We are past debating the merits of gambling in Pennsylvania. The passage of our gaming law in early July means that soon there will be slot machines at racetracks and in Philadelphia. That's a definite. We can take steps now, however, to make our gambling establishments stand apart from those in other states.
My proposal is to establish eight safeguards that would protect the gambling public and the industry that is expected to produce an estimated $1 billion in revenue to be used for cutting taxes, supporting education, strengthening an ailing horse-racing industry, and pumping up tourism. This is what I'd do:
1. Stop calling gambling entertainment; it's an investment. You don't see entertainers singing, tap dancing, or telling jokes in front of slot machines, so there's no entertainment. And those plastic reward cards that the casinos and racinos track their customers with, let's just call them investment cards. To prevent people from getting in over their heads financially, we should make those investment cards customers' license to gamble. Before establishments issue these "licenses," they should pull customers' credit reports. People who are in bankruptcy or foreclosure or are late with child-support payments should not be gambling.
2. Stop the comps. Many people get their casino/racino addiction from chasing the comps more than from actual gambling. Take away the free meals and other perks, and the addiction stops breeding.
3. Don't provide credit. What other industry gives out loans and doesn't charge interest? No-interest loans lure people into spending money they don't have.
4. Eliminate casino chips and coinless slot machines. Let's see how much money is wagered if chips are taken away. Chips and coinless slot machines just keep people gambling, less aware of what they're really spending. Customers might cash out if they see their actual winnings.
5. No 24/7 operations. When casinos first opened in Atlantic City, it was believed that compulsive gamblers needed time to step back from the tables. Casinos opened at 10 a.m. and closed at 4 a.m. on weekdays, 6 a.m. on weekends and holidays. By closing for a few hours, Atlantic City officials thought they were avoiding the wide-open atmosphere of Las Vegas, where continuous gambling is permitted. Today, Atlantic City's casinos are open 24/7. Ours shouldn't be.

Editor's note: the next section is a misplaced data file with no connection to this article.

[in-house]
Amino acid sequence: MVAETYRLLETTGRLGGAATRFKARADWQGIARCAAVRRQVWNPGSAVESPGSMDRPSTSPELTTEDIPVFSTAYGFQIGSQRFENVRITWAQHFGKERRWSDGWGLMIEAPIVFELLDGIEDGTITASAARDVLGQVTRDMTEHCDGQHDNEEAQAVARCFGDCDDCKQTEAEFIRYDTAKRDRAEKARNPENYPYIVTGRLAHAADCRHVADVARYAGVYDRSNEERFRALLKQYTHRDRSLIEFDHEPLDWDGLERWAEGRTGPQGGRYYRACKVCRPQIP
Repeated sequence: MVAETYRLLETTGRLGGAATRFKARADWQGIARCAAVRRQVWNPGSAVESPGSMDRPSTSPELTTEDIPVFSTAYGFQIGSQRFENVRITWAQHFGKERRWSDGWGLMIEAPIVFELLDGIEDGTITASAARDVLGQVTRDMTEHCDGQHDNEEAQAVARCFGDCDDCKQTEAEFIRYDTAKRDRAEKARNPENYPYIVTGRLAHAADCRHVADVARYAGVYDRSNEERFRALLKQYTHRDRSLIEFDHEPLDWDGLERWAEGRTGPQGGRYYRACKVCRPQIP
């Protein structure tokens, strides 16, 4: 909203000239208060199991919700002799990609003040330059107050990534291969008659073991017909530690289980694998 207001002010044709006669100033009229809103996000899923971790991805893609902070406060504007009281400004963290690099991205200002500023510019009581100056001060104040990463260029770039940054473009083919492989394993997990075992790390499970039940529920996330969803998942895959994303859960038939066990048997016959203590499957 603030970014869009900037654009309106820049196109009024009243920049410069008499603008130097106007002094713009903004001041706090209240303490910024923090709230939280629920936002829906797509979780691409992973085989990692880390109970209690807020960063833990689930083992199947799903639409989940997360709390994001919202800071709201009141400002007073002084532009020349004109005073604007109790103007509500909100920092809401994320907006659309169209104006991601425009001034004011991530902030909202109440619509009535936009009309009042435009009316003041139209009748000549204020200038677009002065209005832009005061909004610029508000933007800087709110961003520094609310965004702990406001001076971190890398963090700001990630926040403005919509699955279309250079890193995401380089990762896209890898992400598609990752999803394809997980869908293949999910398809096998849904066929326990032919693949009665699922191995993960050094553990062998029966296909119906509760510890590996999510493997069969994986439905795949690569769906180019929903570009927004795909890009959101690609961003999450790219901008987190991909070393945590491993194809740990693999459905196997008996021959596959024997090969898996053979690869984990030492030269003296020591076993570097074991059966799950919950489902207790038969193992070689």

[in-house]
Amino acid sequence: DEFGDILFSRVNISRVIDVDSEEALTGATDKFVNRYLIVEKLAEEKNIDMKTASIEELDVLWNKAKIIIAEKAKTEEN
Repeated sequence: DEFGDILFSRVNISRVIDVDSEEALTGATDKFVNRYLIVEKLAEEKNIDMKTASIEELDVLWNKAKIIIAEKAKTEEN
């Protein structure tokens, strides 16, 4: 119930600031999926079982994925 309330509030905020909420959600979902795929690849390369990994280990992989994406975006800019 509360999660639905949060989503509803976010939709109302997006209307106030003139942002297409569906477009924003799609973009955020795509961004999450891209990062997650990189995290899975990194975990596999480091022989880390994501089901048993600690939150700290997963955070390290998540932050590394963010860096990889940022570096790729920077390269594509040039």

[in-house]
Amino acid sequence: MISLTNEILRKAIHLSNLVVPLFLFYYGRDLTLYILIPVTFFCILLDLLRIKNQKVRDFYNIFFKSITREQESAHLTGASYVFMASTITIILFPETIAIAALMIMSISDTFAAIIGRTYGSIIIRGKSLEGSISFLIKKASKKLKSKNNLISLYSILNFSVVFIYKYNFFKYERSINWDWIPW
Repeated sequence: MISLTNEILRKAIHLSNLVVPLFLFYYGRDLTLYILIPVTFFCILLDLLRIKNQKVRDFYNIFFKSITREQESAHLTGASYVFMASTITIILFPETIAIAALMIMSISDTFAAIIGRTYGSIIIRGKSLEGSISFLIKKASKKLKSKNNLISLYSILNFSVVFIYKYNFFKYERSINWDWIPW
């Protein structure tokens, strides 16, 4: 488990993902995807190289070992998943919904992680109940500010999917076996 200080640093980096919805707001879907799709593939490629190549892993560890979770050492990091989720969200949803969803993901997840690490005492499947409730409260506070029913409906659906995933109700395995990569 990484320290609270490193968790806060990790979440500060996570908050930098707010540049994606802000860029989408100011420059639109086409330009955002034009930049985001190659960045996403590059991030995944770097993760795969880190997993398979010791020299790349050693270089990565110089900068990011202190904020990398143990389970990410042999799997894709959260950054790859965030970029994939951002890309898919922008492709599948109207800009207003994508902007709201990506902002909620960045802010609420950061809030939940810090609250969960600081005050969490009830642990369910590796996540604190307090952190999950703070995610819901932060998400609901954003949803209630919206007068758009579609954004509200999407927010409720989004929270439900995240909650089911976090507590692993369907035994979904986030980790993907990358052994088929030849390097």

6. Don't serve free alcoholic beverages. Free drinks encourage reckless behavior. Imagine what would happen if free liquor were served by bankers, insurance agents, mortgage brokers and stockbrokers.
7. Don't have ATMs on the premises. This will curb some of the impulse spending. At many casinos, you can see more people lined up at ATMs than at cashiers' cages.
8. Issue monthly statements. Reward cards allow casinos and racinos to track the amount of money and time spent gambling. This is the information that is used to determine the value of comps given out. Since this kind of information already is being gathered, monthly statements can be produced. This way, people bordering on compulsive gambling would be able to see the costs of their "entertainment" - and their spouses would have access to the information, too.
Maybe my first seven safeguards don't have a chance, but issuing monthly statements is doable. Let's give it a chance.
Some of us may not be willing to change our habits, but we need to consider the next generation of gamblers. Our children and grandchildren, raised on the fast pace, bright lights and intoxicating music of electronic games, need to be made aware of what's at stake. We don't want them to fall prey to a gaming industry that can seduce the common sense from the unwary.